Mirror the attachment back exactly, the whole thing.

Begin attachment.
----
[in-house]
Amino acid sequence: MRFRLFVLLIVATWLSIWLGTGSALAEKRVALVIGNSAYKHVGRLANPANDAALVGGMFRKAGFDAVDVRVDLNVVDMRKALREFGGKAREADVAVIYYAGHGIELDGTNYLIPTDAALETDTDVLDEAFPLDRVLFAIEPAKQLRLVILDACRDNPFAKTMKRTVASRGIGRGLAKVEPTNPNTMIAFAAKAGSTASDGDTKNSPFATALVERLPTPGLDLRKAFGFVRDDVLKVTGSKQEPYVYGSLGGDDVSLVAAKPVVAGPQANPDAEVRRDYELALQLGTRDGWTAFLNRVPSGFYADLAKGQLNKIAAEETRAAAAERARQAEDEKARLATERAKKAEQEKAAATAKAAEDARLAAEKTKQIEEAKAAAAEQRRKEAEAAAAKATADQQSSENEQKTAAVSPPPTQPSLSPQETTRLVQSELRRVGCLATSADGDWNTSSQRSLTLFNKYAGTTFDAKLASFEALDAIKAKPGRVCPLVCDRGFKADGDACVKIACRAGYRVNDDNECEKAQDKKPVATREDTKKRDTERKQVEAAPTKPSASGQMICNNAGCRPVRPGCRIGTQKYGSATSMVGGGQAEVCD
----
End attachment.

[in-house]
Amino acid sequence: MRFRLFVLLIVATWLSIWLGTGSALAEKRVALVIGNSAYKHVGRLANPANDAALVGGMFRKAGFDAVDVRVDLNVVDMRKALREFGGKAREADVAVIYYAGHGIELDGTNYLIPTDAALETDTDVLDEAFPLDRVLFAIEPAKQLRLVILDACRDNPFAKTMKRTVASRGIGRGLAKVEPTNPNTMIAFAAKAGSTASDGDTKNSPFATALVERLPTPGLDLRKAFGFVRDDVLKVTGSKQEPYVYGSLGGDDVSLVAAKPVVAGPQANPDAEVRRDYELALQLGTRDGWTAFLNRVPSGFYADLAKGQLNKIAAEETRAAAAERARQAEDEKARLATERAKKAEQEKAAATAKAAEDARLAAEKTKQIEEAKAAAAEQRRKEAEAAAAKATADQQSSENEQKTAAVSPPPTQPSLSPQETTRLVQSELRRVGCLATSADGDWNTSSQRSLTLFNKYAGTTFDAKLASFEALDAIKAKPGRVCPLVCDRGFKADGDACVKIACRAGYRVNDDNECEKAQDKKPVATREDTKKRDTERKQVEAAPTKPSASGQMICNNAGCRPVRPGCRIGTQKYGSATSMVGGGQAEVCD